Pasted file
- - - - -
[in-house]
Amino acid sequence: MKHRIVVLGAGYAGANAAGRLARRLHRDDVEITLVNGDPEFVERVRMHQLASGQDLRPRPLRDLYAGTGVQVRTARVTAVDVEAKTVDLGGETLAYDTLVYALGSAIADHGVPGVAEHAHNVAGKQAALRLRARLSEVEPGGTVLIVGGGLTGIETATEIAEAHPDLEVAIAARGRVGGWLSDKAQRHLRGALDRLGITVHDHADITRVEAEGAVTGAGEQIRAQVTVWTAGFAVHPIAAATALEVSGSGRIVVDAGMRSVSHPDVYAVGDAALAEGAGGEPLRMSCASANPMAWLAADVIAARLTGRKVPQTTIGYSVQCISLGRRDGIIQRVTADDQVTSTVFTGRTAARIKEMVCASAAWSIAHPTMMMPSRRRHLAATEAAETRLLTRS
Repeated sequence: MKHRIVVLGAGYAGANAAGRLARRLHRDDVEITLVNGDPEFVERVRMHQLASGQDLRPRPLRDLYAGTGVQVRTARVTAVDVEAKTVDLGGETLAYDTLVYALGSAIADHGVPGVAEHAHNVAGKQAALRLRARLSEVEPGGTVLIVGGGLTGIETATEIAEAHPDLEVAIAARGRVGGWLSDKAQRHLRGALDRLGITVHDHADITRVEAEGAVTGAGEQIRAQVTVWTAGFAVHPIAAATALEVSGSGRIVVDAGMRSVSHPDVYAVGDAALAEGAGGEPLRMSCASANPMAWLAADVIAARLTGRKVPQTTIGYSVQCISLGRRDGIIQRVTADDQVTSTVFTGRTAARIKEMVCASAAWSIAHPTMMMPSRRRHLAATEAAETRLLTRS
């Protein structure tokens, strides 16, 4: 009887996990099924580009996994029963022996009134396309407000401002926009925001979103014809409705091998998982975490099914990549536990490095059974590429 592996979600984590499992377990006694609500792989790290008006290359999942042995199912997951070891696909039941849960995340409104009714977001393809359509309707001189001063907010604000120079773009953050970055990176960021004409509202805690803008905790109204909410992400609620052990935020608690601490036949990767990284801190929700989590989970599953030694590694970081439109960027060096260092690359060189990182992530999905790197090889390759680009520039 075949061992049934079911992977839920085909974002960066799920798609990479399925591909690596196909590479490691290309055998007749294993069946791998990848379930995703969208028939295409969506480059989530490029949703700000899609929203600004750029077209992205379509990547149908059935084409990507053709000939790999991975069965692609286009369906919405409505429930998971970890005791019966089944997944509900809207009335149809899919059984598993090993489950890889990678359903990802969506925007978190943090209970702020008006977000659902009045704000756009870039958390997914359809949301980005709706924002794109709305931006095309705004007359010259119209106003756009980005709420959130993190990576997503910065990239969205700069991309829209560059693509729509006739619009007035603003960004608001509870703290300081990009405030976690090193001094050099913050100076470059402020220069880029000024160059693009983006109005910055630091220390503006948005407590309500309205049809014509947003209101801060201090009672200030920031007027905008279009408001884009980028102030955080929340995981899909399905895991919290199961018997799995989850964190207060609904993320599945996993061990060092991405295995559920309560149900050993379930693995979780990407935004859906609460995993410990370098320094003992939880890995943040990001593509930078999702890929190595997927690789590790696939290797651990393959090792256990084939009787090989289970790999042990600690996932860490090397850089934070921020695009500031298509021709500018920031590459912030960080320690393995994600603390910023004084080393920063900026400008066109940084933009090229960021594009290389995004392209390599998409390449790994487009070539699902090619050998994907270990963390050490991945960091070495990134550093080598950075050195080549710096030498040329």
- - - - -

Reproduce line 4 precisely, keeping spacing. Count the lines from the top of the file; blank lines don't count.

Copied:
């Protein structure tokens, strides 16, 4: 009887996990099924580009996994029963022996009134396309407000401002926009925001979103014809409705091998998982975490099914990549536990490095059974590429 592996979600984590499992377990006694609500792989790290008006290359999942042995199912997951070891696909039941849960995340409104009714977001393809359509309707001189001063907010604000120079773009953050970055990176960021004409509202805690803008905790109204909410992400609620052990935020608690601490036949990767990284801190929700989590989970599953030694590694970081439109960027060096260092690359060189990182992530999905790197090889390759680009520039 075949061992049934079911992977839920085909974002960066799920798609990479399925591909690596196909590479490691290309055998007749294993069946791998990848379930995703969208028939295409969506480059989530490029949703700000899609929203600004750029077209992205379509990547149908059935084409990507053709000939790999991975069965692609286009369906919405409505429930998971970890005791019966089944997944509900809207009335149809899919059984598993090993489950890889990678359903990802969506925007978190943090209970702020008006977000659902009045704000756009870039958390997914359809949301980005709706924002794109709305931006095309705004007359010259119209106003756009980005709420959130993190990576997503910065990239969205700069991309829209560059693509729509006739619009007035603003960004608001509870703290300081990009405030976690090193001094050099913050100076470059402020220069880029000024160059693009983006109005910055630091220390503006948005407590309500309205049809014509947003209101801060201090009672200030920031007027905008279009408001884009980028102030955080929340995981899909399905895991919290199961018997799995989850964190207060609904993320599945996993061990060092991405295995559920309560149900050993379930693995979780990407935004859906609460995993410990370098320094003992939880890995943040990001593509930078999702890929190595997927690789590790696939290797651990393959090792256990084939009787090989289970790999042990600690996932860490090397850089934070921020695009500031298509021709500018920031590459912030960080320690393995994600603390910023004084080393920063900026400008066109940084933009090229960021594009290389995004392209390599998409390449790994487009070539699902090619050998994907270990963390050490991945960091070495990134550093080598950075050195080549710096030498040329």